Certainly, Africa is not the only continent fighting terrorism, but it is rare for the tragedies to capture the American public’s attention, which has happened with the abduction of the Nigerian girls, he said.
“Finally, finally, finally we have one of these incidents on our front pages,” Cochin said. “It has taken the kidnapping of two-hundred-and-seventy-nine girls for the world to wake up and take note of this catastrophe going on around us.”
He said the battle is being waged in the media as well, and American citizens are the targets to be manipulated. Cochin said terrorist groups have a strategy to dominate media space to deflect attention from their agendas. He listed several terrorist organizations.
“I could stand here for a long time and list the names of the terrorist organizations, but what’s the difference between them? I’ll tell you — not very much at all,” Cochin said. “These terrorists are using a 21st Century war strategy and a 21st Century media strategy in order to take the civilized world back to the 10th Century.”
He asked the crowd to keep the girls in their thoughts in the months and years ahead, as some of them will be murdered or sold into slavery.
“Please do not forget about them. Hold these thoughts alive in your memory,” Cochin said, adding that people must educate themselves and call on the media to report worldwide terrorist issues. “Women and children worldwide are counting on you to pay attention and act.”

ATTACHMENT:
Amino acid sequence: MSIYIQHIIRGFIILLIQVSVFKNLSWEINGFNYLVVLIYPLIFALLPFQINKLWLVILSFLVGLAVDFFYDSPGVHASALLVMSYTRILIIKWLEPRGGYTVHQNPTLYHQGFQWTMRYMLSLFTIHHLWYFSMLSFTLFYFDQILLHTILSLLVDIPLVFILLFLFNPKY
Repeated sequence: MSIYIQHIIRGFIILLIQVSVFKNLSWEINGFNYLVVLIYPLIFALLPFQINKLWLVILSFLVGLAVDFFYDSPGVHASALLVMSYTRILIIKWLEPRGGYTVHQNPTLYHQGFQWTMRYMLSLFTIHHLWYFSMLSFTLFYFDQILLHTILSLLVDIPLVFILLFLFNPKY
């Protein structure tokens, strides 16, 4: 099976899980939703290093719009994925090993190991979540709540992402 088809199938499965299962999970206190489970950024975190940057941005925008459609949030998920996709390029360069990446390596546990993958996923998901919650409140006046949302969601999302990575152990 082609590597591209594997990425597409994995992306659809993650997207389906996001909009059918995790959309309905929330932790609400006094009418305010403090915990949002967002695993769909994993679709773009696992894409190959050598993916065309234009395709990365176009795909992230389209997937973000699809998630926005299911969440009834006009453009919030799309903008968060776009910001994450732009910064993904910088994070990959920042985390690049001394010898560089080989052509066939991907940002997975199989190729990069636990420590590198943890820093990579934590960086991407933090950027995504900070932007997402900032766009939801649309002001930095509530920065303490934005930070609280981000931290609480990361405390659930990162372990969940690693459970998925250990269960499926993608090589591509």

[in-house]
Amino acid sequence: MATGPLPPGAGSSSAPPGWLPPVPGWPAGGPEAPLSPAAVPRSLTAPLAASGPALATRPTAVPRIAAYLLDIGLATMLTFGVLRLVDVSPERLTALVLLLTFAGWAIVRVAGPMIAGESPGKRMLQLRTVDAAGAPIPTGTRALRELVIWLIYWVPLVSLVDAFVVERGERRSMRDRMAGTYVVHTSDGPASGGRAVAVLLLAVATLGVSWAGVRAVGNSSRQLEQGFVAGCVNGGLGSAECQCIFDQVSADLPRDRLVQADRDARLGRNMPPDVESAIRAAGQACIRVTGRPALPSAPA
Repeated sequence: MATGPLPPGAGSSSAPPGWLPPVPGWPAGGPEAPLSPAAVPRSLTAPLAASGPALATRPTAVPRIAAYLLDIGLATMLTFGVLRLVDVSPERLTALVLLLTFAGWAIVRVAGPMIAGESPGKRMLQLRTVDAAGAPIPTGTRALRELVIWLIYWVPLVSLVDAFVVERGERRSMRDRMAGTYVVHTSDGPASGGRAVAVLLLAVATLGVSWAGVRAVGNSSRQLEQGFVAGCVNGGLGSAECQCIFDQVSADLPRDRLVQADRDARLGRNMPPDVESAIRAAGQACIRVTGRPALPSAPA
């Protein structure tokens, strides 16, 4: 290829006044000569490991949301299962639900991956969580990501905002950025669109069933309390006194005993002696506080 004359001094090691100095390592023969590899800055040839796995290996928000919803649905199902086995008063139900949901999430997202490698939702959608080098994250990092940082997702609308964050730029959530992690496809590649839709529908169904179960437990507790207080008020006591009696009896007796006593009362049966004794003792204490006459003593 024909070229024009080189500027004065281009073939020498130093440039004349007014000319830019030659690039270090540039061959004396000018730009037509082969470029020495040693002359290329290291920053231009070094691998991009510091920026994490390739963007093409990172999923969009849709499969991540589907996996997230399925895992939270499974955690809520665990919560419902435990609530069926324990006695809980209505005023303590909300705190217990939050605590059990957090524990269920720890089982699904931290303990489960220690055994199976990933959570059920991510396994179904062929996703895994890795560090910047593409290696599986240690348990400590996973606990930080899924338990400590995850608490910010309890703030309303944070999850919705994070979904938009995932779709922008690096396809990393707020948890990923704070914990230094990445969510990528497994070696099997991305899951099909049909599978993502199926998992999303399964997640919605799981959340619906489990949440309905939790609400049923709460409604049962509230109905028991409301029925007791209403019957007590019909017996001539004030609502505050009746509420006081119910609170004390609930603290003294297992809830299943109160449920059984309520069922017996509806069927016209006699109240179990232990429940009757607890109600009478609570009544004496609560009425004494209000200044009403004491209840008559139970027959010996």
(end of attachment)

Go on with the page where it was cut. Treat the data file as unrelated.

TV host and producer Maha Awad and Naomi Ackerman of The Advot Project read a monologue pieced together by Ackerman from testaments provided by some girls who had escaped.
“We are Boko Haram. We will bury your school. You shall not do school again. You never should have gone to school in the first place,” Ackerman said, quoting the terrorists from accounts given by the girls. “If you want to die, sit down here. We will kill you. If you do not want to die, you will enter the trucks.”
Security problems at the girls’ school had closed it for four weeks, but they wanted to take a physics exam. Officials arranged for four schools to visit the one campus to take the test.
“We wanted to get an education. We wanted to take the test. One soldier laughed. ‘Why do you need school? Instead, you need to marry. Girls as young as nine are suitable for marriage. I can sell you for a nice bride price.’ They stole all of our supplies. They burned down our school,” Ackerman read aloud.
Three girls came up with a plan to escape. They asked the terrorists if they could relieve themselves, then fled and ran for two hours.
“We ran to be free. We ran for our lives,” Ackerman continued. “I am really scared to go back to school, but how can I stop now? I have no option. I want to finish my final year exams. I want to move forward. I will not lose my dream. …I will go to school. I will get an education. I will not let them take my wings. I will fly, wounded, hurt, heart-broken and bleeding. I will fly.”